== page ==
India's Sporting Funk
Kishor Tiwari usually emails me a couple times a day. Tiwari is the head of an activist group that keeps track of farmer suicides in the central Indian region of Vidarbha, and lobbies Delhi for policy changes and more subsidies. Farmer suicide is a big problem in some parts of India, and Tiwari regularly fires off vitriolic email missives to reporters. But his most recent email, two days ago, was different. This time the source of his fury was not Indian farmers, but its cricketers whose disastrous performance at the World Cup — losses to neighbors Bangladesh and Sri Lanka — meant an early return home from the competition. After lambasting the players, Tiwari called on India's agriculture minister to resign, not forgetting, of course, that the relevant minister also sits on the Board of Control for Cricket in India (BCCI). Leaving aside their special interests for a moment, Tiwari wrote that farm activists "termed this defeat as national shame".
It's hard to worry too much about India's early exit in light of the other big news from the cup: the murder of Pakistan coach Bob Woolmer. But in India, where people have been eagerly anticipating this event since, well, since the last one ended four years ago, the poor performance has been cause for despair even — or perhaps especially — amongst those for whom despair has become a way of life. So far, save a few demonstrators holding up signs calling on the coach Greg Chappell or the captain Rahul Dravid to resign, and a few cases where pictures of players were set alight for the cameras, that despair has not turned into violence. Most people seem depressed more than angry.
Amid the national soul-searching now under way, the BCCI says it will meet in Mumbai next week to analyze what went wrong. Chappell and Dravid will have their say. "We are disappointed but will listen to everything with an open mind," BCCI secretary Niranjan Shah told the Hindustan Times. But the pressure for change is already building. A non-scientific Times of India survey found that 87% of readers think Dravid should be removed as captain, while 92% feel one-time star batsman Sachin Tendulkar should be axed altogether. To the question "Is something fundamentally wrong with the way BCCI runs cricket in India?", 96% of respondents said yes. Eight out of ten people also feel cricket gets "too much importance in India".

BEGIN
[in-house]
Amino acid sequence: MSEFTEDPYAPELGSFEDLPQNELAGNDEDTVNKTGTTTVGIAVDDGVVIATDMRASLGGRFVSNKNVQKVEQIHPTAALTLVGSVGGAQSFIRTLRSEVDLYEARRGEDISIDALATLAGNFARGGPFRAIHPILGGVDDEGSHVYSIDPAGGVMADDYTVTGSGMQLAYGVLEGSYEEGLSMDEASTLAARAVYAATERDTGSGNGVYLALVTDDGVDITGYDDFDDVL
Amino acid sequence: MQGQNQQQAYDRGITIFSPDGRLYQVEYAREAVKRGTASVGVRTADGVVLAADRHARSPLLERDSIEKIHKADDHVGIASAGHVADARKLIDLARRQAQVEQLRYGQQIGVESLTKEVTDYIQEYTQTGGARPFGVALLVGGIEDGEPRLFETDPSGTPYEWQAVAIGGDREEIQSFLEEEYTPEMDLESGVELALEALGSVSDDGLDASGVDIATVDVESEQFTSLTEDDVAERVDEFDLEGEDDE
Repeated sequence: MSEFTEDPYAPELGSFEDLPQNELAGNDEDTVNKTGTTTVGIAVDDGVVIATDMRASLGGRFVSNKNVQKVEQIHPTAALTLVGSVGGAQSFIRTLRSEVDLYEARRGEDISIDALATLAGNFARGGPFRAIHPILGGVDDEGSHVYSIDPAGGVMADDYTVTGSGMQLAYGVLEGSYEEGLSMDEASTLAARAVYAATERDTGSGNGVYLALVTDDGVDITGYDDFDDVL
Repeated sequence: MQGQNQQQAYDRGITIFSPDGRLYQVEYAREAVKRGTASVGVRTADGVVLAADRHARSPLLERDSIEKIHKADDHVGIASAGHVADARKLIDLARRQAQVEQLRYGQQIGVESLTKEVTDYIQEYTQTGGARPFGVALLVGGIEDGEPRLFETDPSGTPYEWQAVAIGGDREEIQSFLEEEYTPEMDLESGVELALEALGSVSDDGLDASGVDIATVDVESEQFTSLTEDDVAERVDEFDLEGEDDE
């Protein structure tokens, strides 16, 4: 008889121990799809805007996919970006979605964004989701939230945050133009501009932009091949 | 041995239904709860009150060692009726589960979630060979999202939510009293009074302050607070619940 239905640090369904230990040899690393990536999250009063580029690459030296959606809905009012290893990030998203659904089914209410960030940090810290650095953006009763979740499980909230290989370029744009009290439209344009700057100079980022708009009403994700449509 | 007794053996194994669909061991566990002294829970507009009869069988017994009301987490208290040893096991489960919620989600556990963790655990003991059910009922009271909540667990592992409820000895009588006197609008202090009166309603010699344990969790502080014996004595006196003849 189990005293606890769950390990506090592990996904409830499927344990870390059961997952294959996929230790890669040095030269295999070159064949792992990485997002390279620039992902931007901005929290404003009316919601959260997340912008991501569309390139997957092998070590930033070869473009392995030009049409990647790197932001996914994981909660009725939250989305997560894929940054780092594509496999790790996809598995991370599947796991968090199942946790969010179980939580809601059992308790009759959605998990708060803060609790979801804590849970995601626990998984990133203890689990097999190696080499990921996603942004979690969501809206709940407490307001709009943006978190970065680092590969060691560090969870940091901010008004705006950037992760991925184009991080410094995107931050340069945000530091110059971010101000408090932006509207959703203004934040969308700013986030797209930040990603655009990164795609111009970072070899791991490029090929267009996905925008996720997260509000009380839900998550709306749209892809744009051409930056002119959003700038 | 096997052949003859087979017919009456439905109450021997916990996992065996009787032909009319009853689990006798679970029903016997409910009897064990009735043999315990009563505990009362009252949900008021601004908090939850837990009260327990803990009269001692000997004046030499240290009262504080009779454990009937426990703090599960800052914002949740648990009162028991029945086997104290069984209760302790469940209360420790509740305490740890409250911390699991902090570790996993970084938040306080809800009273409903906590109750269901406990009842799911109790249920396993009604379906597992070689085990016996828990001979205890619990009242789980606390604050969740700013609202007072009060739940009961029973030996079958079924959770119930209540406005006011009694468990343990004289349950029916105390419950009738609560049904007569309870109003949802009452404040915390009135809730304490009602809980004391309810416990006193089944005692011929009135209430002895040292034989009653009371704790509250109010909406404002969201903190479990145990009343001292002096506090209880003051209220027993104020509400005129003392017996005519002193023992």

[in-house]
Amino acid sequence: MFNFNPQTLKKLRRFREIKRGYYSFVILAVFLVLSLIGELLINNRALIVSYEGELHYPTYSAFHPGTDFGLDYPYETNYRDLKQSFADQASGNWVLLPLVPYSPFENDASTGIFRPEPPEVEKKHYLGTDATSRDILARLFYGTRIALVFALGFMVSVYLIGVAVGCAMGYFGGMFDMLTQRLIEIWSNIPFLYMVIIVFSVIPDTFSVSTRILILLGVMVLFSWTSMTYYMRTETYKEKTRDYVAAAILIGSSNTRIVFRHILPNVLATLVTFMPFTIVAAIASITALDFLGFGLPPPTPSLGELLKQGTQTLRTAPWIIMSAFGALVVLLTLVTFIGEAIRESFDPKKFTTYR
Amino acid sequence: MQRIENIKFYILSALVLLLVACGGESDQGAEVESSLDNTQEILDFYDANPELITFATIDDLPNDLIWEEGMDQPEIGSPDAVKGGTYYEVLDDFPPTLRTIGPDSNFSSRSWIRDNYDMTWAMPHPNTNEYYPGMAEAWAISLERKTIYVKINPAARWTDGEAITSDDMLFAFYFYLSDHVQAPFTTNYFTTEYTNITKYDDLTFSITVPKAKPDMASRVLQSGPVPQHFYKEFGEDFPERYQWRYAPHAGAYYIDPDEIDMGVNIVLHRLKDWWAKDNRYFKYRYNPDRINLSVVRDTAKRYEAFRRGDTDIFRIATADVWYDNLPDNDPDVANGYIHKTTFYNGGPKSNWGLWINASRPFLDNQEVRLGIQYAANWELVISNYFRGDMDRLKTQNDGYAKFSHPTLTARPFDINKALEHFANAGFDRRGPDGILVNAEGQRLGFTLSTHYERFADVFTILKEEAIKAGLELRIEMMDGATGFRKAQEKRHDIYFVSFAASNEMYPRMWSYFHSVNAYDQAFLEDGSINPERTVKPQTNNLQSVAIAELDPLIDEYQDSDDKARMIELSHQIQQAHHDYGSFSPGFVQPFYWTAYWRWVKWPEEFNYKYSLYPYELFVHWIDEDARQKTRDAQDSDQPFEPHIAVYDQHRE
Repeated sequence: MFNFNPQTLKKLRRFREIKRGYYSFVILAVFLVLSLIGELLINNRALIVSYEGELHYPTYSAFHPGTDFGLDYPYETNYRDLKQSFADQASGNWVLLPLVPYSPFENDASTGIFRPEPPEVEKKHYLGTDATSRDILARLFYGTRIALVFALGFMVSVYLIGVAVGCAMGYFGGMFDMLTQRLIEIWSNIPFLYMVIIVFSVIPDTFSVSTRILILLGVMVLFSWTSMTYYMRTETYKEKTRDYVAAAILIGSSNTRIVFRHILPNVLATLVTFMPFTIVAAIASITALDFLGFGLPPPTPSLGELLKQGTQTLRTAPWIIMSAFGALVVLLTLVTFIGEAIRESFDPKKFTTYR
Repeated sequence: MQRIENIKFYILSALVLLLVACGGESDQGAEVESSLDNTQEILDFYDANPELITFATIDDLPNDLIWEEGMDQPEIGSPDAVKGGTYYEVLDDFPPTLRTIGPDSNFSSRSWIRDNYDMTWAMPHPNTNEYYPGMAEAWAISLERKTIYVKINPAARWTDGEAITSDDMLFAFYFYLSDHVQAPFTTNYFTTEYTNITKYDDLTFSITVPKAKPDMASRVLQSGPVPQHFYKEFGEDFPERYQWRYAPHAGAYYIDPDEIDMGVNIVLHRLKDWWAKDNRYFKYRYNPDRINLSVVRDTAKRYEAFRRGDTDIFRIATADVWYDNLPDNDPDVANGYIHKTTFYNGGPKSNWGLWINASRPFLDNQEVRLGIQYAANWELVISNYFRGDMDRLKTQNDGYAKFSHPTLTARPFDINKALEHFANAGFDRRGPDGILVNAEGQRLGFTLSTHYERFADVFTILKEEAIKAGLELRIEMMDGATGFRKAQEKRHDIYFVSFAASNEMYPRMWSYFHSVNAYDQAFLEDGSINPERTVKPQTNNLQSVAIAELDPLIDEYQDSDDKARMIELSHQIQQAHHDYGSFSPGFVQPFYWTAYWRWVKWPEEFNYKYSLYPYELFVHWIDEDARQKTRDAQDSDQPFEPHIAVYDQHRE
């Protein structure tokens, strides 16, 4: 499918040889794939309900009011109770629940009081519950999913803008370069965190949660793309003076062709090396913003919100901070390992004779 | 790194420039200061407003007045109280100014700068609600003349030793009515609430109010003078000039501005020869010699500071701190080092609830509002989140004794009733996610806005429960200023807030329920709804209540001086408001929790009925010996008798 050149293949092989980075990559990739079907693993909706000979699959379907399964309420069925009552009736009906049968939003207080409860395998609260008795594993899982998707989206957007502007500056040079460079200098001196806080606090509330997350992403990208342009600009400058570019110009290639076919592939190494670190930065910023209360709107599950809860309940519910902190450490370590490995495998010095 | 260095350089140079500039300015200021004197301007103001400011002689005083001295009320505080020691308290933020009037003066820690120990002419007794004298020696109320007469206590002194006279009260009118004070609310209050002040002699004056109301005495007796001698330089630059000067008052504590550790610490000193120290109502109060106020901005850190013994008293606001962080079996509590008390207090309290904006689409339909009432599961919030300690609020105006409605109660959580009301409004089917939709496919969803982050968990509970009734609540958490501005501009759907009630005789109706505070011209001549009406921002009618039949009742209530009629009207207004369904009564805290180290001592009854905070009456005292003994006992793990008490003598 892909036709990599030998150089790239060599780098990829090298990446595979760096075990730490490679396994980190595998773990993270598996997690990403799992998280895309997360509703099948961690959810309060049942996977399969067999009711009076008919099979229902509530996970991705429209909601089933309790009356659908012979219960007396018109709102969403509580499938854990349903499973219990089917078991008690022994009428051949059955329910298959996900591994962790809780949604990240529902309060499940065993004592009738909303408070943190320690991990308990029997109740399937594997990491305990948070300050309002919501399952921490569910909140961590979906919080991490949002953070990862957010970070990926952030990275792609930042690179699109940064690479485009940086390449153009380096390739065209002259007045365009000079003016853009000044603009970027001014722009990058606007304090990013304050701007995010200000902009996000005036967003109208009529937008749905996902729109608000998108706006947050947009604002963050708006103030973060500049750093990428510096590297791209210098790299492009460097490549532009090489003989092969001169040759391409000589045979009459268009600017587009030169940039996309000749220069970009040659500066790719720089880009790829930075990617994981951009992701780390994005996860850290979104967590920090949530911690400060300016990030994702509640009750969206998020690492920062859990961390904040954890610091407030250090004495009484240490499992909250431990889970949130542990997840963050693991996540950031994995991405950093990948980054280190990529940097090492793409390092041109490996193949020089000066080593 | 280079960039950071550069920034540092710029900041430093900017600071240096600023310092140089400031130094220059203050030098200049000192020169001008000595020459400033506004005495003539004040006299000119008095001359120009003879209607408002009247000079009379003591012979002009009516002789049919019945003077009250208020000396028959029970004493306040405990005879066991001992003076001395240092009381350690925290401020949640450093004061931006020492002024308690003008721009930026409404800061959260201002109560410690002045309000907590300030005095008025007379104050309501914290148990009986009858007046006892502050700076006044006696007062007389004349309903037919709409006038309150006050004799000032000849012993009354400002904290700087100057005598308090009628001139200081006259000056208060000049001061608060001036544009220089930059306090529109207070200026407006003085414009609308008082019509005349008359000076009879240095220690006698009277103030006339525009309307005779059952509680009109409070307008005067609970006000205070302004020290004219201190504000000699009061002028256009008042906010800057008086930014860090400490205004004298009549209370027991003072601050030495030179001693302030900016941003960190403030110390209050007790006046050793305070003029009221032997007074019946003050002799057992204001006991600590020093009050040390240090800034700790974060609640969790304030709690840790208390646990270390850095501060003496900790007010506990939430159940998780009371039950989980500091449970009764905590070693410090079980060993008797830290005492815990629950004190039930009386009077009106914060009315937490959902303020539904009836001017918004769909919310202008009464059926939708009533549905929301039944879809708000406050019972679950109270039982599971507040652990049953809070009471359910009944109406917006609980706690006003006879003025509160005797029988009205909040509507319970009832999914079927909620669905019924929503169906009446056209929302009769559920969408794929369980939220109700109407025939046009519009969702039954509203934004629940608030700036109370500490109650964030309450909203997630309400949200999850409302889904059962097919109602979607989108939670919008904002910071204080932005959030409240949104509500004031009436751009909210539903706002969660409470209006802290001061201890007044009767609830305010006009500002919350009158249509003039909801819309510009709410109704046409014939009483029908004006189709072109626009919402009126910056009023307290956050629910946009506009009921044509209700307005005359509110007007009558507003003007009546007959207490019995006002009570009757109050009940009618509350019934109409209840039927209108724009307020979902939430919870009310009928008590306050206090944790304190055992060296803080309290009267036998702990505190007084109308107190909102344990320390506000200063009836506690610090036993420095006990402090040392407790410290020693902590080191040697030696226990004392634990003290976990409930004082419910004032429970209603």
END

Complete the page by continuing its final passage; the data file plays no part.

None may be more depressed, however, than advertisers. South Asian television rights and the ad revenue generated by the coverage here accounts for close to 80% of the game's global turnover. But with India and Pakistan out of the Cup, audience size is expected to plummet. Advertisers are already demanding rebates on air time purchased on the assumption India would make it to the next round. "It is a crisis," Bharat Patel, chairman of multinational Procter and Gamble told the Times of India. "It's a house on fire situation. If the channel wants to consider a long-term customer relationship they have to concede. They have to give their customers better value."
The same could be said of the Indian team. But BCCI chief administrative officer Ratnakar Shetty says people need to have perspective. "There is disappointment but reactions were fueled by [television] channels building up the team in an unreal fashion," he told the Hindustan Times. "As the players return, we appeal for sanity. No one should be hurt." Not physically, anyway. In terms of national pride, the damage is already done.
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